The Perfection reportedly received rave reviews at its screening at Fantastic Fest and was described as being both “elegant” and “terrifying.” Such acclaims naturally piqued my interest. I hadn’t seen the trailer beforehand, and I only saw a few disturbing glimpses of the film from its Netflix menu. I, therefore, had no knowledge of what I was in for. Even the premise was still alien to me.
After I watched the film I had to take my bearings. I asked myself, “What the heck did I just watch?” I suddenly felt crazed. “That was one sick, twisted, morally reprehensible piece of cinema!”
Which obviously means that I absolutely loved it!
The following review will be spoiler free.
Directed By: Richard Shepard
Written By: Eric C. Charmelo, Nicole Snyder, and Richard Shepard
Starring: Allison Williams, Logan Browning, Steven Weber, Alaina Huffman, Milah Thompson, Winnie Hung, Graeme Duffy, and Mark Kandborg
When Charlotte Willmore (Allison Williams) was in her teens, she was a cello prodigy under the strict tutelage of instructor Anton (Steven Weber), while she lived in his esteemed musical conservatory. But she had to abandon her musical career when her mother suffered a nearly fatal stroke.
Years later, after her mother passes away, Charlotte travels to Shanghai to meet with Anton. There she encounters Elizabeth (Logan Browning), who replaced Charlotte at the academy in her absence and is now living the life Charlotte would have had, if she hadn’t had to care for her mother.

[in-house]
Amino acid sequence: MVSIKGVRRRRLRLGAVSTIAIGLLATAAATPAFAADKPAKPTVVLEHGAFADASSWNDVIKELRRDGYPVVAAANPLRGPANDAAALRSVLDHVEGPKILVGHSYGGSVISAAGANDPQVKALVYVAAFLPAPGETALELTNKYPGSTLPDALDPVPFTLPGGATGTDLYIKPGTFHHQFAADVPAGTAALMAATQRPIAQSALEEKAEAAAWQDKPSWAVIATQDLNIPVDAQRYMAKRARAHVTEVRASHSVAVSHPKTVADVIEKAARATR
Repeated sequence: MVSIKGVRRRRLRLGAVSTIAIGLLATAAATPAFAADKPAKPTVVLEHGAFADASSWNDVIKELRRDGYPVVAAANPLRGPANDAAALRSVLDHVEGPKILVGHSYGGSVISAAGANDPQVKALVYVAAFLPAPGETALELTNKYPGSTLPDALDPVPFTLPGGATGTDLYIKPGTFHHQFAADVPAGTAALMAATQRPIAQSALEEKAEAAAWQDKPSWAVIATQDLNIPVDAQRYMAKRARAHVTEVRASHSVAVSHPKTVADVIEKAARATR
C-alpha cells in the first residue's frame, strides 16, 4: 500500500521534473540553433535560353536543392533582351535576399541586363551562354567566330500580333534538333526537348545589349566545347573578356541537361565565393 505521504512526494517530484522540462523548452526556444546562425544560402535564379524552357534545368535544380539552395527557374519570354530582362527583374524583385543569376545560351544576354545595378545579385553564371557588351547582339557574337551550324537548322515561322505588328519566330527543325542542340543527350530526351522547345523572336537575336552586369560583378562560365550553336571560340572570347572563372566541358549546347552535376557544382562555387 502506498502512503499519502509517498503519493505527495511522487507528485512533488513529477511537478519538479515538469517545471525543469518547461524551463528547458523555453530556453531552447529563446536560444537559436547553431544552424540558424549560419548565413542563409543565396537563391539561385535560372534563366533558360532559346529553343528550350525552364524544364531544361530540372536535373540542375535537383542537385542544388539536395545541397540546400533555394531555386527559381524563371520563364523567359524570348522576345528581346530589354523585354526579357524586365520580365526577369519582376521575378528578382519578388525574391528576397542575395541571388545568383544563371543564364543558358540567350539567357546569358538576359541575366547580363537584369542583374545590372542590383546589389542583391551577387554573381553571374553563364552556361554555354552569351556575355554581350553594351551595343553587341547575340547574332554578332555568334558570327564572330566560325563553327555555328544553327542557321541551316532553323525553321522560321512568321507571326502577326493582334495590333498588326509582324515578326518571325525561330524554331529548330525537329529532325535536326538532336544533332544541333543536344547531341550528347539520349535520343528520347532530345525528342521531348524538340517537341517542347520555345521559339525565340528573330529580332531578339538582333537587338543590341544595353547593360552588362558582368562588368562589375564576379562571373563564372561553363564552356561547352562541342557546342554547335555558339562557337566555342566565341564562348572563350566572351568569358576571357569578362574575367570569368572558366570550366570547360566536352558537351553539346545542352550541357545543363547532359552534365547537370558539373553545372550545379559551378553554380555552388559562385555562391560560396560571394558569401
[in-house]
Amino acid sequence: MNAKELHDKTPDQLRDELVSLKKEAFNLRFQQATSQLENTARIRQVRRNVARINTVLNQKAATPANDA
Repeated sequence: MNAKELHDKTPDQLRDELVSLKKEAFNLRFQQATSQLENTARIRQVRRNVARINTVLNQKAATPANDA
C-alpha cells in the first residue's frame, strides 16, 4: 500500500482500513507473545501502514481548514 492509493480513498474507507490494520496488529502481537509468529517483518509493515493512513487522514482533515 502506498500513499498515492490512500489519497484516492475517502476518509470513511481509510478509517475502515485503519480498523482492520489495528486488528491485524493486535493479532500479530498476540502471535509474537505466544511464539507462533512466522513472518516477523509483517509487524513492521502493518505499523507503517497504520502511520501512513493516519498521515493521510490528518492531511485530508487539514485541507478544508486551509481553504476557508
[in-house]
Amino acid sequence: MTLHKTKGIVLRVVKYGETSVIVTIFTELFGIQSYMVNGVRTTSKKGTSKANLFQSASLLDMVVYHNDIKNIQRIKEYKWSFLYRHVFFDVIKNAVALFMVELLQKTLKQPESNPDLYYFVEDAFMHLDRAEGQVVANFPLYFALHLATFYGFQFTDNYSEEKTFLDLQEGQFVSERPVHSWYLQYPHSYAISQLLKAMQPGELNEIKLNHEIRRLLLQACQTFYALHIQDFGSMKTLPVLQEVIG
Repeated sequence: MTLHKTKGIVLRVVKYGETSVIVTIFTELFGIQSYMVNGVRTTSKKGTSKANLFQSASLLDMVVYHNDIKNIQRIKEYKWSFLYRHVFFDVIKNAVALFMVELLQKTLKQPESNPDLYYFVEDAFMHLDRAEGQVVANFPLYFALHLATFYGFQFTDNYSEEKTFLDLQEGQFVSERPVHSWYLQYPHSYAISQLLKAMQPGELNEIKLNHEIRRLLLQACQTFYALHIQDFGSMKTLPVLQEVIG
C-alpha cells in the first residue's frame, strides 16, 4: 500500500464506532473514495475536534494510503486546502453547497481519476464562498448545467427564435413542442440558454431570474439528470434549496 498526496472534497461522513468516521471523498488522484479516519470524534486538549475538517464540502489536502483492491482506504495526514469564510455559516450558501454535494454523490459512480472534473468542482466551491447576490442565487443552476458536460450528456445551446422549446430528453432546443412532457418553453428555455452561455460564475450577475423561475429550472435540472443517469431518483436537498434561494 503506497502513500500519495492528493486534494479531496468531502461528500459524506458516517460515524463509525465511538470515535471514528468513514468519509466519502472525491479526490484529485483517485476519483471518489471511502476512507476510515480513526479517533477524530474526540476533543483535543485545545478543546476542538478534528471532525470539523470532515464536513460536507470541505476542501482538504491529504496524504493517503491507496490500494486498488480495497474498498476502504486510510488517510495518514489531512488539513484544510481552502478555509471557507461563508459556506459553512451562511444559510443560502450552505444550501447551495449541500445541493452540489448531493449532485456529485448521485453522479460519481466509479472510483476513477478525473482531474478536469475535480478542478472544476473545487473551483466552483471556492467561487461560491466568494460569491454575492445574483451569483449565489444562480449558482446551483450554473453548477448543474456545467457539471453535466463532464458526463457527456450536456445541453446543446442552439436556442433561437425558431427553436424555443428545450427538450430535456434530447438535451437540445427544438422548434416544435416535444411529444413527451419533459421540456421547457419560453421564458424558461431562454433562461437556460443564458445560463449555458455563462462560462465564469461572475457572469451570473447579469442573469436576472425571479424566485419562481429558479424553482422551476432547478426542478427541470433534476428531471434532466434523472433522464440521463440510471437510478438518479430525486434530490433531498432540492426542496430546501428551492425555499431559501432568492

Despite their differences, Charlotte and Elizabeth form a deep connection; something that goes beyond their affinity for the cello. They develop a sexual relationship and Since Elizabeth had planned to go on a two-week holiday in the East, she asks Charlotte to accompany her.
When their trip starts, however, things quickly spiral out of control and the horror, both physical and mental, begins to reach its terrifying crescendo.
The Lovely Allison Williams
The central performance by Allison Williams is revelatory. Most people probably know her as the hellish girlfriend, Rose Armitage, in Get Out, but she had already shown incredible range before then with her performance in HBO’s Girls. She even shows some dancing and singing talent in NBC’s Peter Pan: Live!
Nothing is comparable to her work in The Perfection. Every acting note of hers is perfect. From dramatic range to being a frightening presence, to even causing a few chuckles. The complexity of her character shows in how she vacillates between likable and extremely unlikable, and it works because of Williams’ incredible performance.
The supporting cast should also not be underestimated. The anxiety-inducing first half is due to Logan Browning’s unhinged performance — who also manages to inspire a few intentional chuckles.
These are two fantastic female performances, something far more complex than anything the viewer would see in a mainstream blockbuster. Similar to Annihilation, a film that had four incredible female performances, a meaningful film like this will likely be ignored by mainstream audiences.
I’m also happy to report that the great Steven Weber, whose talents have often been wasted in mediocre fluff (a whole lot of average Stephen King adaptations), shines as the horrifically pretentious teacher Anton — whose role is surprisingly important in the ensuing narrative.
Director Richard Shepard